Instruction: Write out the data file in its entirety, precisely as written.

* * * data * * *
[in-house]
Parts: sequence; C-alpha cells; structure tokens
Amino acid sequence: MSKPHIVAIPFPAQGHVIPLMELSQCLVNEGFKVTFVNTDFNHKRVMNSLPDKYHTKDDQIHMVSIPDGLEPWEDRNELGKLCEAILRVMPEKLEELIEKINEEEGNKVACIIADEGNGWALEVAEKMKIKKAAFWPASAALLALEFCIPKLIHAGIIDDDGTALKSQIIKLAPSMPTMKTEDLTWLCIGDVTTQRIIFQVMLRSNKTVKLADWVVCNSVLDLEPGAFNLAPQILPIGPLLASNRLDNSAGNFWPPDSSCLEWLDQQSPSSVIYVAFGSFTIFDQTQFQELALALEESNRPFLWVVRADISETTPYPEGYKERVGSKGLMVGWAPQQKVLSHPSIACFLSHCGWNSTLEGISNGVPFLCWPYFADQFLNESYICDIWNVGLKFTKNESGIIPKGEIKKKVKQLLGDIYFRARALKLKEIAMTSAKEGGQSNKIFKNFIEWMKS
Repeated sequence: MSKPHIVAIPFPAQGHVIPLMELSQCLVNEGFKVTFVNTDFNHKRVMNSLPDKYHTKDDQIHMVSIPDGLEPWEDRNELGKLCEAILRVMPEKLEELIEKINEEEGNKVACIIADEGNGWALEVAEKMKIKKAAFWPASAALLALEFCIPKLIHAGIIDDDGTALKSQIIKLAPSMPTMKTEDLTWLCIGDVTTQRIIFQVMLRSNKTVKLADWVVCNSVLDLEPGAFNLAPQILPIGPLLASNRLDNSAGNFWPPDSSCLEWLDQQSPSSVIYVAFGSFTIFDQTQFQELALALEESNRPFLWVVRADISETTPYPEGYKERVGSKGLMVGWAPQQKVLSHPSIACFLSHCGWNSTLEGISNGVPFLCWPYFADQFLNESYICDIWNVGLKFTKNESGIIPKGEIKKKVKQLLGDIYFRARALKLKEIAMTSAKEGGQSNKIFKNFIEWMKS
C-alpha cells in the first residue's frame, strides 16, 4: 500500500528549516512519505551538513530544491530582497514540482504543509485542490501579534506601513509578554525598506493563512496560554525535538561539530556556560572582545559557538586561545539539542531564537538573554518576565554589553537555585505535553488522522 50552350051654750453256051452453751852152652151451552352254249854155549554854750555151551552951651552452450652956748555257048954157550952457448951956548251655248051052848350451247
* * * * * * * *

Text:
[in-house]
Parts: sequence; C-alpha cells; structure tokens
Amino acid sequence: MSKPHIVAIPFPAQGHVIPLMELSQCLVNEGFKVTFVNTDFNHKRVMNSLPDKYHTKDDQIHMVSIPDGLEPWEDRNELGKLCEAILRVMPEKLEELIEKINEEEGNKVACIIADEGNGWALEVAEKMKIKKAAFWPASAALLALEFCIPKLIHAGIIDDDGTALKSQIIKLAPSMPTMKTEDLTWLCIGDVTTQRIIFQVMLRSNKTVKLADWVVCNSVLDLEPGAFNLAPQILPIGPLLASNRLDNSAGNFWPPDSSCLEWLDQQSPSSVIYVAFGSFTIFDQTQFQELALALEESNRPFLWVVRADISETTPYPEGYKERVGSKGLMVGWAPQQKVLSHPSIACFLSHCGWNSTLEGISNGVPFLCWPYFADQFLNESYICDIWNVGLKFTKNESGIIPKGEIKKKVKQLLGDIYFRARALKLKEIAMTSAKEGGQSNKIFKNFIEWMKS
Repeated sequence: MSKPHIVAIPFPAQGHVIPLMELSQCLVNEGFKVTFVNTDFNHKRVMNSLPDKYHTKDDQIHMVSIPDGLEPWEDRNELGKLCEAILRVMPEKLEELIEKINEEEGNKVACIIADEGNGWALEVAEKMKIKKAAFWPASAALLALEFCIPKLIHAGIIDDDGTALKSQIIKLAPSMPTMKTEDLTWLCIGDVTTQRIIFQVMLRSNKTVKLADWVVCNSVLDLEPGAFNLAPQILPIGPLLASNRLDNSAGNFWPPDSSCLEWLDQQSPSSVIYVAFGSFTIFDQTQFQELALALEESNRPFLWVVRADISETTPYPEGYKERVGSKGLMVGWAPQQKVLSHPSIACFLSHCGWNSTLEGISNGVPFLCWPYFADQFLNESYICDIWNVGLKFTKNESGIIPKGEIKKKVKQLLGDIYFRARALKLKEIAMTSAKEGGQSNKIFKNFIEWMKS
C-alpha cells in the first residue's frame, strides 16, 4: 500500500528549516512519505551538513530544491530582497514540482504543509485542490501579534506601513509578554525598506493563512496560554525535538561539530556556560572582545559557538586561545539539542531564537538573554518576565554589553537555585505535553488522522 50552350051654750453256051452453751852152652151451552352254249854155549554854750555151551552951651552452450652956748555257048954157550952457448951956548251655248051052848350451247